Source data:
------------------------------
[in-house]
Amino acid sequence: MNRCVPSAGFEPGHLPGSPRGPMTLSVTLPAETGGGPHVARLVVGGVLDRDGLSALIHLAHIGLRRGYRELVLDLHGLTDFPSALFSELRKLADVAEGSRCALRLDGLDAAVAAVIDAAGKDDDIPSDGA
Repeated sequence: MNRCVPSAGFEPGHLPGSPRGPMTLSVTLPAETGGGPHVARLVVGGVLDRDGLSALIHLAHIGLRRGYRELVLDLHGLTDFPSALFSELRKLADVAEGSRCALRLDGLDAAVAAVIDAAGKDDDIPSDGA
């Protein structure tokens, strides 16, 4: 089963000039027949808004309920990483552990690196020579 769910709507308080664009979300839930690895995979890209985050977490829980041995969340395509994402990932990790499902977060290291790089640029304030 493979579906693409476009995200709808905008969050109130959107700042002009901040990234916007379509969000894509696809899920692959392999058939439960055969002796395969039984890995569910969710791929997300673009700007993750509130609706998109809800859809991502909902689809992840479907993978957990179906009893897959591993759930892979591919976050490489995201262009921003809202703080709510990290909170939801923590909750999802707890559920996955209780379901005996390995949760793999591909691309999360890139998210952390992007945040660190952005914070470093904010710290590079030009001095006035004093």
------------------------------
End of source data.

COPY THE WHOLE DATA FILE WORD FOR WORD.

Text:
[in-house]
Amino acid sequence: MNRCVPSAGFEPGHLPGSPRGPMTLSVTLPAETGGGPHVARLVVGGVLDRDGLSALIHLAHIGLRRGYRELVLDLHGLTDFPSALFSELRKLADVAEGSRCALRLDGLDAAVAAVIDAAGKDDDIPSDGA
Repeated sequence: MNRCVPSAGFEPGHLPGSPRGPMTLSVTLPAETGGGPHVARLVVGGVLDRDGLSALIHLAHIGLRRGYRELVLDLHGLTDFPSALFSELRKLADVAEGSRCALRLDGLDAAVAAVIDAAGKDDDIPSDGA
């Protein structure tokens, strides 16, 4: 089963000039027949808004309920990483552990690196020579 769910709507308080664009979300839930690895995979890209985050977490829980041995969340395509994402990932990790499902977060290291790089640029304030 493979579906693409476009995200709808905008969050109130959107700042002009901040990234916007379509969000894509696809899920692959392999058939439960055969002796395969039984890995569910969710791929997300673009700007993750509130609706998109809800859809991502909902689809992840479907993978957990179906009893897959591993759930892979591919976050490489995201262009921003809202703080709510990290909170939801923590909750999802707890559920996955209780379901005996390995949760793999591909691309999360890139998210952390992007945040660190952005914070470093904010710290590079030009001095006035004093």